Twitter as a Platform for Location Based Services
During my daytime job, I have stumbled across many definitions of what’s a Location Based Service and what’s not – most of them including the requirement that in order to qualify as ‘location based’, the service must determine the user’s location automatically in some way, e.g. via the mobile network operator, a GPS device, known locations of nearby radio (WiFi, Bluetooth) or Infrared beacons, etc.
Meanwhile, there’s lots of examples of location-specific services out in the wild that don’t use positioning technology at all: instead, users just type in zip codes or street addresses. Just check out Yahoo! Local or Yelp, some of the social LBS I covered in a previous post, or – let’s not forget 😉 – my own project, FONFinder! Hell, I can even type ‘pizza near mariahilferstr. austria‘ into Google nowadays and it will return a list of pizza restaurants in the center of Vienna. Dead simple. And definitely able to elegantly (and robustly) answer those questions that are typically associated with ‘standard’ LBS scenarios: ‘Where is the next restaurant?‘ or ‘Where is the next pharamacy?‘ (Ok… at least that’s what people considered LBS in the early days, in the late 90’s. Nowadays that has, of course, been replaced by ‘Where is the next Starbucks?‘. But, hey, wouldn’t the answer to that question always be ‘just around the corner‘?)
I think it’s definitely justified to call these services ‘location based’. Ok, there’s the drawback of the user having to type – which can be annoying on a mobile phone – and having to know the street address. But it should always be possible to find a street sign somewhere…
On the positive side, it could be argued that these low-tech LBS don’t suffer from the same inherent privacy problem as their ‘true’ LBS counterparts – because the system has no way of telling whether users aren’t actually lying about their location (which, I think, is an important aspect!)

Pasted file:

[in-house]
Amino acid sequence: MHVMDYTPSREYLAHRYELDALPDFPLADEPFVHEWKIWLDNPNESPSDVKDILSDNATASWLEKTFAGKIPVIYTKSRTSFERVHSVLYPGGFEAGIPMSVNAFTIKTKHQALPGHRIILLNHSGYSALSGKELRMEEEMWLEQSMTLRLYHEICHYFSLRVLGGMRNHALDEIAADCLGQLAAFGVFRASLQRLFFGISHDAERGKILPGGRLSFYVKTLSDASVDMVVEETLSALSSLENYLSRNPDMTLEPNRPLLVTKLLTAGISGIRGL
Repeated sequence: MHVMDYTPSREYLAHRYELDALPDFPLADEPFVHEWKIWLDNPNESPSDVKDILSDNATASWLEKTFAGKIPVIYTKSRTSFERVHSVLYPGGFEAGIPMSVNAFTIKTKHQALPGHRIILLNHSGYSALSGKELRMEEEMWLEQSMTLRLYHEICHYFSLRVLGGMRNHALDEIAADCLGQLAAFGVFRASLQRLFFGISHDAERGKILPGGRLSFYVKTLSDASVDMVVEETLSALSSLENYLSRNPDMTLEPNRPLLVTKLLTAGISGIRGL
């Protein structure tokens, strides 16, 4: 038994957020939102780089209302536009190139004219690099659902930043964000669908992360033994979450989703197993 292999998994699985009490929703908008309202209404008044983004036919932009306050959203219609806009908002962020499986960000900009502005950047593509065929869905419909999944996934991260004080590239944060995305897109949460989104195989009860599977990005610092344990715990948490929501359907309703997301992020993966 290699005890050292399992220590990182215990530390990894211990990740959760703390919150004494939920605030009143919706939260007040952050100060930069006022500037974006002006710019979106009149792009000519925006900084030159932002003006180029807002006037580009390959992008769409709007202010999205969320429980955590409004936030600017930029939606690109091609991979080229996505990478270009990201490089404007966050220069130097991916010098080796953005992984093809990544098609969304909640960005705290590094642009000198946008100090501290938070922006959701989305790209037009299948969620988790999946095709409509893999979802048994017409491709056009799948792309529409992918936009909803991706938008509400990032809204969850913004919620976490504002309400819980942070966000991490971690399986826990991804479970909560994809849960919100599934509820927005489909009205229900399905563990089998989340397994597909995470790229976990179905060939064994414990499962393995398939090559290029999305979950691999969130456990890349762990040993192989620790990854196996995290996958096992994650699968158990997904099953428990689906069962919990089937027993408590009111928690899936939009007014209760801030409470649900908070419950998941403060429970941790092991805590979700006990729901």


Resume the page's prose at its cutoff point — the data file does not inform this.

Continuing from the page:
Anyways – the recently hyped social messaging service twitter is a particularly intriguing example of a service that includes such low-tech LBS functionality. I’m not gonna explain it in lengthy words now – just check out twittervision and you’ll see what I mean. (Watching the world map scroll as the messages come in has something almost hypnotic to me 😀 )
What has really opened my eyes about LBS and twitter, however, was a recent blog post by Stefan Geens of Ogle Earth, commenting on mologogo’s twitter integration and (here it is again) my FONFinder (thanks, Stefan!!): Not only does twitter feature an open API that allows Web services to react to twitter messages; but also, first applications are now becoming available that link twitter to GPS – just as mologogo is doing it! (Check out thilo’s post at ‘Das Zentralorgan’, for an additional example.)
My personal bottom line is: with it’s simple interface (SMS) and basic functionality, twitter could turn into the perfect middleware/ecosystem for those basic ‘Where is?’-type of location based services. To practice what I preach, I’ve decided to follow Stefan’s suggestion 🙂 I’m building a twitter interface for the FONFinder. The goal of this being that you will (eventually) be able to tweet something like ‘d fonf l:mariahilferstr.,austria’ or ‘d fonf l:48.232,16.411’ (with nothing preventing you from taking these coordinates directly from a GPS) and get the street address and distance of the nearest Fonspot SMSed back to you. That’s it.
Wow. That’s my longest post so far. And you’re still reading it! Thanks! 😉
Filed under: Development, FON, FONFinder, Geek, Geography, LBS, Location, Mashups, Mobile, Mobile Social Networks, Phone, Technology, Twitter, Web, Web 2.0 | 13 Comments